“We highly recommend that our issuers do regular reporting, whether it is quarterly, monthly or even more frequently than that because investors want to know what is going on with the business. You cannot be missing in action right after obtaining the funding as investors will not be happy,” says Elain.
“Therefore, we set up a reporting template for the issuers. It is more like a newsletter, where they can update investors with information such as their sales performance, how they have used the money, partners they are linked with and changes in senior management. Also, investors can immediately connect with the issuer on the platform if they have any queries.”
Ata Plus currently stands out from its peers as it is the only blockchain-based ECF platform in Malaysia. Presently, the blockchain technology is only used for record-keeping purposes, but there are plans to make further use of the technology, says Elain.
The company also accepts bitcoin as an investment instrument, treating it as an asset rather than a currency as the digital token is not recognised as legal tender in the country. “We always look for ways to provide a better experience for players in our ecosystem, without compromising on the Securities Commission Malaysia’s requirements and obligations with regard to compliance and disclosures. We understand the SC’s concerns about investor risk management and we are doing our best to ensure that we are able to protect investors,” says Elain.
To demonstrate to the SC how the platform could accept the cryptocurrency, she bought her first bitcoin in early 2016. Back then, it only cost RM3,000 each, compared with about RM61,000 at press time.
“Actually, I was offered a bitcoin for only RM10 many years ago. But I had no idea what it was. As interesting as the technology sounded, I thought it was shady. What made it worse was that they were selling it like a multi-level marketing product. I really regret not buying it then. Now, I am a serious cryptocurrency trader,” says Elain.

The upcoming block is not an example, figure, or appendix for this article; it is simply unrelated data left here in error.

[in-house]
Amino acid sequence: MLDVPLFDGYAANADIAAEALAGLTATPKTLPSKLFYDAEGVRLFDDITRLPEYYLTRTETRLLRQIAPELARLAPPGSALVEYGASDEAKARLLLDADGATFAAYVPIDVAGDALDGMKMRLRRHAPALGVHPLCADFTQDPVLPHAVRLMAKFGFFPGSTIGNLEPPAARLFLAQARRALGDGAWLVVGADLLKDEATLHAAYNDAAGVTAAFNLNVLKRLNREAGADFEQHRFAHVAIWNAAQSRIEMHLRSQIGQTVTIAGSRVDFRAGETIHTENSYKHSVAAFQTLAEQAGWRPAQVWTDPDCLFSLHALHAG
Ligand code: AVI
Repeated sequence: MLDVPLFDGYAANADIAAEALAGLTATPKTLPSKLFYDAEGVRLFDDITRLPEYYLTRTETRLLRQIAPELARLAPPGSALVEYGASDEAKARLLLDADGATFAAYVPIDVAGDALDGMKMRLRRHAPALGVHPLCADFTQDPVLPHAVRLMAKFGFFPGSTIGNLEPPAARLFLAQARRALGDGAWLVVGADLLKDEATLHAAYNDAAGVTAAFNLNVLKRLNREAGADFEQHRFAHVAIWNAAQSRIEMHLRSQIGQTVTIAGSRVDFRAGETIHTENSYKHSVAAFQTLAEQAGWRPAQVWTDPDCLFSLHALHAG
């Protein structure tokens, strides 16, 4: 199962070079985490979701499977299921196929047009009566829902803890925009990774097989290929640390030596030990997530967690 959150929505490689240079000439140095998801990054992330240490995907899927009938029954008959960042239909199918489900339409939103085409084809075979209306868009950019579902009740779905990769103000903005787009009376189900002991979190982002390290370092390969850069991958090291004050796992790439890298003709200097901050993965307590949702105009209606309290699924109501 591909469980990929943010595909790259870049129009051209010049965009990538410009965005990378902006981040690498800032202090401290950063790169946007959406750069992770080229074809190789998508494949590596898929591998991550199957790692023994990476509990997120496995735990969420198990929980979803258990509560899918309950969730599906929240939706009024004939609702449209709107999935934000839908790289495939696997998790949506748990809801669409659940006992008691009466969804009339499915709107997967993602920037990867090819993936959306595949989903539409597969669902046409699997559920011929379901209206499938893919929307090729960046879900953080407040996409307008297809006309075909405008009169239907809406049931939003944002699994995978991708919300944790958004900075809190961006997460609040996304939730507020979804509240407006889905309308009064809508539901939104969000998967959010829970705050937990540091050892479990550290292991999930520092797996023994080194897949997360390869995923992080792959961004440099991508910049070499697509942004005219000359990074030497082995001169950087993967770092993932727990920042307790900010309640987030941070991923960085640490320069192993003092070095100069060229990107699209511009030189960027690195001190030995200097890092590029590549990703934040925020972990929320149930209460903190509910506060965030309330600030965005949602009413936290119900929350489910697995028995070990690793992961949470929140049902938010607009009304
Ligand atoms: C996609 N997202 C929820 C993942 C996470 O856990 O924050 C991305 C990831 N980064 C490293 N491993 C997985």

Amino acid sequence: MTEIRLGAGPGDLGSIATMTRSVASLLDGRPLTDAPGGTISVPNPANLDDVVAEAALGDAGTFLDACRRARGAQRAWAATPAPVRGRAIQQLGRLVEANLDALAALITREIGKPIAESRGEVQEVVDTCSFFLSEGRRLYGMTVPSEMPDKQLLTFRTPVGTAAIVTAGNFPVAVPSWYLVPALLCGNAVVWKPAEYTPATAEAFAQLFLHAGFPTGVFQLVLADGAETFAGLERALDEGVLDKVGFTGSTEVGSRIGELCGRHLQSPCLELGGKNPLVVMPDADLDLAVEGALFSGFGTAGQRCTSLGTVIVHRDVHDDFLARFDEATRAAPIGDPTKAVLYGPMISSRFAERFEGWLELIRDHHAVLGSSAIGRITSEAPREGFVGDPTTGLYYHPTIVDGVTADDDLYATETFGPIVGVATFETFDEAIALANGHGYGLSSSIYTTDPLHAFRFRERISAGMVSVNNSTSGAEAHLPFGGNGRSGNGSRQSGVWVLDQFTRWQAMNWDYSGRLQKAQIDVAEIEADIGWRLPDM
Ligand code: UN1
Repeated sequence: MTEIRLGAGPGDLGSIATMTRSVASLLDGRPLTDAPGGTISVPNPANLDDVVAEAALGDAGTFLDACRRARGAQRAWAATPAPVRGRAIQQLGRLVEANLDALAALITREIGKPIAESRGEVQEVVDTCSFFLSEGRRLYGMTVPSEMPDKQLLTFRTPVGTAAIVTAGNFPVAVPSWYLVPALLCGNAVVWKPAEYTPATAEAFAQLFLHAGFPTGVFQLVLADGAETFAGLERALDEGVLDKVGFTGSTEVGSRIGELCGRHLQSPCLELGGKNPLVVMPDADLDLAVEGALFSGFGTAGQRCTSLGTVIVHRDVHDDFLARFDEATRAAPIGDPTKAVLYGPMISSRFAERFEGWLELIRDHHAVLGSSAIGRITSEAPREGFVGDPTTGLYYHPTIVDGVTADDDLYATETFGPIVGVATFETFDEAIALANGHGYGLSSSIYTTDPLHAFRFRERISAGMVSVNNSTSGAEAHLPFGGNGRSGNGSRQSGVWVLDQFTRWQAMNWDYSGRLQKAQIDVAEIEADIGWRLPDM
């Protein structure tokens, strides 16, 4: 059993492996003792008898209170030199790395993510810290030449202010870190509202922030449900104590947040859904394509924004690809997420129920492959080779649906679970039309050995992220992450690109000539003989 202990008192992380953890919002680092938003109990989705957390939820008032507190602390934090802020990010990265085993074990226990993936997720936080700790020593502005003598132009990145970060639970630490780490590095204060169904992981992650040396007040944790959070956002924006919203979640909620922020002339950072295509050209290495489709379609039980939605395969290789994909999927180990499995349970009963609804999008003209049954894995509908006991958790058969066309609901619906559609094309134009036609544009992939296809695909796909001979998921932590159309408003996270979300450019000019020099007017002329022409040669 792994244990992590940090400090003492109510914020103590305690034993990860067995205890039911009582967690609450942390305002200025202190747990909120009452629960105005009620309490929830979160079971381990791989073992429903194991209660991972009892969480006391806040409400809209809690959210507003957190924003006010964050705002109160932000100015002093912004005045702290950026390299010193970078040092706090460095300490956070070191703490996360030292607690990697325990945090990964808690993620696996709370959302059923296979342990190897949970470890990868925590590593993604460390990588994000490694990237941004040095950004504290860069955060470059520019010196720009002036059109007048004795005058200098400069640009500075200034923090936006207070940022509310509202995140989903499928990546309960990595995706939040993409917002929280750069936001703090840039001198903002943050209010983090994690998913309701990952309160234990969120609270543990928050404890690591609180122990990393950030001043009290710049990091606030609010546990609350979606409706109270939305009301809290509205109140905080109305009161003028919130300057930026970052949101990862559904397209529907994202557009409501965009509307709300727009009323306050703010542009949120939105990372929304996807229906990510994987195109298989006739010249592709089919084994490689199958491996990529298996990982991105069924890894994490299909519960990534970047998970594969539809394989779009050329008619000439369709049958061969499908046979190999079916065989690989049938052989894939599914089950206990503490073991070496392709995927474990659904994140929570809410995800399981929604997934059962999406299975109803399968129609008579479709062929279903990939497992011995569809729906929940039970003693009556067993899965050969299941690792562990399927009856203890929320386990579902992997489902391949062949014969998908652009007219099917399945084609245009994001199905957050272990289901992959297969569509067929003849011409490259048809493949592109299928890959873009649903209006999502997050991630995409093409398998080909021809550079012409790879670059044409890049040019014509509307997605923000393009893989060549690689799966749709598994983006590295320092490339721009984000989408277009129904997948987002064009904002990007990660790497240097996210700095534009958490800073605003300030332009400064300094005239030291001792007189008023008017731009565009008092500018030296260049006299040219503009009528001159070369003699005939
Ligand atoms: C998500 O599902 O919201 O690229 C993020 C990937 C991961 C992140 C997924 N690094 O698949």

Today, she owns a portfolio of cryptocurrencies, having diversified into other altcoins as well to mitigate her risk. She has allocated 30% of her portfolio to bitcoin, 30% to ethereum and the rest to other well-performing digital currencies.
“I reap my returns from time to time, but I always make sure that my principal is there. At the same time, I look forward to investing more. Who knows, tomorrow bitcoin prices may suffer a sharp drop. If that happens, I will not hesitate to buy more, contrary to what others may say,” says Elain.
Adding liquidity to the market
Together with FundedByMe, Crowdonomic, Eureeca, pitchIN and Crowdplus, Ata Plus received approval from the SC to be a licensed ECF operator in June 2015. However, the platform — which has been operational for more than a year — is not Elain’s first venture on the crowdfunding scene.
“About seven years ago, we applied to Cradle Fund Sdn Bhd to create Malaysia’s first shariah-based microfinance crowdfunding platform called i-Sharaka. People would be able to invest in micro-entrepreneurs for as low as RM10. We were inspired by Kiva — a US-based peer-to-peer (P2P) financing platform for underbanked enterprises,” she says.